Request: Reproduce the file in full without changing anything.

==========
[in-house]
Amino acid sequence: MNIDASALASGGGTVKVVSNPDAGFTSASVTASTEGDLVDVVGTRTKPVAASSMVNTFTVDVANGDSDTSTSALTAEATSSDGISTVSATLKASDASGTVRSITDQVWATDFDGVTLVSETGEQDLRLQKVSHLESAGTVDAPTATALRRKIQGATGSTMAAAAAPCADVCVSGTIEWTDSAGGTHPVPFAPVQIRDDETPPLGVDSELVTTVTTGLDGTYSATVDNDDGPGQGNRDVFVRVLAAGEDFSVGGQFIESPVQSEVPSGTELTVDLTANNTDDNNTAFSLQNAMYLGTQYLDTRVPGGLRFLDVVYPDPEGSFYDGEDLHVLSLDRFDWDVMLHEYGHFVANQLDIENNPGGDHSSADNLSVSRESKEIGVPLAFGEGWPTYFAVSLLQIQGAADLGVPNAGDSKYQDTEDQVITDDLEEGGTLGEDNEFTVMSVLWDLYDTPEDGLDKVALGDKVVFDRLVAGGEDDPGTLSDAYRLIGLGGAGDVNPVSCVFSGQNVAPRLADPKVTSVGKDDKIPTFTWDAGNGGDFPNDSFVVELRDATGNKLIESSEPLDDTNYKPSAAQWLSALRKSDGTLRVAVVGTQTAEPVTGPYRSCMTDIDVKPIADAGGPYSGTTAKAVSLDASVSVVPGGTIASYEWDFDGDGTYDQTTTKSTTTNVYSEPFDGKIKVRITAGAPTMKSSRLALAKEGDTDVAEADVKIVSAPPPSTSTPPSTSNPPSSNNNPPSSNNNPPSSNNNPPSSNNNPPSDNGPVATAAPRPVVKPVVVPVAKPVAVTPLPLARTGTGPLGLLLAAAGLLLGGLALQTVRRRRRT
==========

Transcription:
[in-house]
Amino acid sequence: MNIDASALASGGGTVKVVSNPDAGFTSASVTASTEGDLVDVVGTRTKPVAASSMVNTFTVDVANGDSDTSTSALTAEATSSDGISTVSATLKASDASGTVRSITDQVWATDFDGVTLVSETGEQDLRLQKVSHLESAGTVDAPTATALRRKIQGATGSTMAAAAAPCADVCVSGTIEWTDSAGGTHPVPFAPVQIRDDETPPLGVDSELVTTVTTGLDGTYSATVDNDDGPGQGNRDVFVRVLAAGEDFSVGGQFIESPVQSEVPSGTELTVDLTANNTDDNNTAFSLQNAMYLGTQYLDTRVPGGLRFLDVVYPDPEGSFYDGEDLHVLSLDRFDWDVMLHEYGHFVANQLDIENNPGGDHSSADNLSVSRESKEIGVPLAFGEGWPTYFAVSLLQIQGAADLGVPNAGDSKYQDTEDQVITDDLEEGGTLGEDNEFTVMSVLWDLYDTPEDGLDKVALGDKVVFDRLVAGGEDDPGTLSDAYRLIGLGGAGDVNPVSCVFSGQNVAPRLADPKVTSVGKDDKIPTFTWDAGNGGDFPNDSFVVELRDATGNKLIESSEPLDDTNYKPSAAQWLSALRKSDGTLRVAVVGTQTAEPVTGPYRSCMTDIDVKPIADAGGPYSGTTAKAVSLDASVSVVPGGTIASYEWDFDGDGTYDQTTTKSTTTNVYSEPFDGKIKVRITAGAPTMKSSRLALAKEGDTDVAEADVKIVSAPPPSTSTPPSTSNPPSSNNNPPSSNNNPPSSNNNPPSSNNNPPSDNGPVATAAPRPVVKPVVVPVAKPVAVTPLPLARTGTGPLGLLLAAAGLLLGGLALQTVRRRRRT